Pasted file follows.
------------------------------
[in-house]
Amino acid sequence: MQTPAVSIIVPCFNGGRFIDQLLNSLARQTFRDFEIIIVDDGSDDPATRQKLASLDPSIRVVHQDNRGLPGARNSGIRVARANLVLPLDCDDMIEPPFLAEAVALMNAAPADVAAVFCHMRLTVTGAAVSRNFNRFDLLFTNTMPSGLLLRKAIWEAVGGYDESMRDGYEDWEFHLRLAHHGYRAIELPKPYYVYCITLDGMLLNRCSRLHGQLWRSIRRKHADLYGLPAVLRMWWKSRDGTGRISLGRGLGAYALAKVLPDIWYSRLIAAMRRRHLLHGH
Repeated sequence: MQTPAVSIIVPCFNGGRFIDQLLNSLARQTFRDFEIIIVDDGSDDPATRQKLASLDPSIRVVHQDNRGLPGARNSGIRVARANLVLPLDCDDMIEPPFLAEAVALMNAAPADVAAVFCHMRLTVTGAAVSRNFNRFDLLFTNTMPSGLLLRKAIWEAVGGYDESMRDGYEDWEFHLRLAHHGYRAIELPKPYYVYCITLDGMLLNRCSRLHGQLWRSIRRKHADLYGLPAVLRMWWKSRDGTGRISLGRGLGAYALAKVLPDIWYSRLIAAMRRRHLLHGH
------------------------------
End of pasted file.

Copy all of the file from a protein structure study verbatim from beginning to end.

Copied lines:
[in-house]
Amino acid sequence: MQTPAVSIIVPCFNGGRFIDQLLNSLARQTFRDFEIIIVDDGSDDPATRQKLASLDPSIRVVHQDNRGLPGARNSGIRVARANLVLPLDCDDMIEPPFLAEAVALMNAAPADVAAVFCHMRLTVTGAAVSRNFNRFDLLFTNTMPSGLLLRKAIWEAVGGYDESMRDGYEDWEFHLRLAHHGYRAIELPKPYYVYCITLDGMLLNRCSRLHGQLWRSIRRKHADLYGLPAVLRMWWKSRDGTGRISLGRGLGAYALAKVLPDIWYSRLIAAMRRRHLLHGH
Repeated sequence: MQTPAVSIIVPCFNGGRFIDQLLNSLARQTFRDFEIIIVDDGSDDPATRQKLASLDPSIRVVHQDNRGLPGARNSGIRVARANLVLPLDCDDMIEPPFLAEAVALMNAAPADVAAVFCHMRLTVTGAAVSRNFNRFDLLFTNTMPSGLLLRKAIWEAVGGYDESMRDGYEDWEFHLRLAHHGYRAIELPKPYYVYCITLDGMLLNRCSRLHGQLWRSIRRKHADLYGLPAVLRMWWKSRDGTGRISLGRGLGAYALAKVLPDIWYSRLIAAMRRRHLLHGH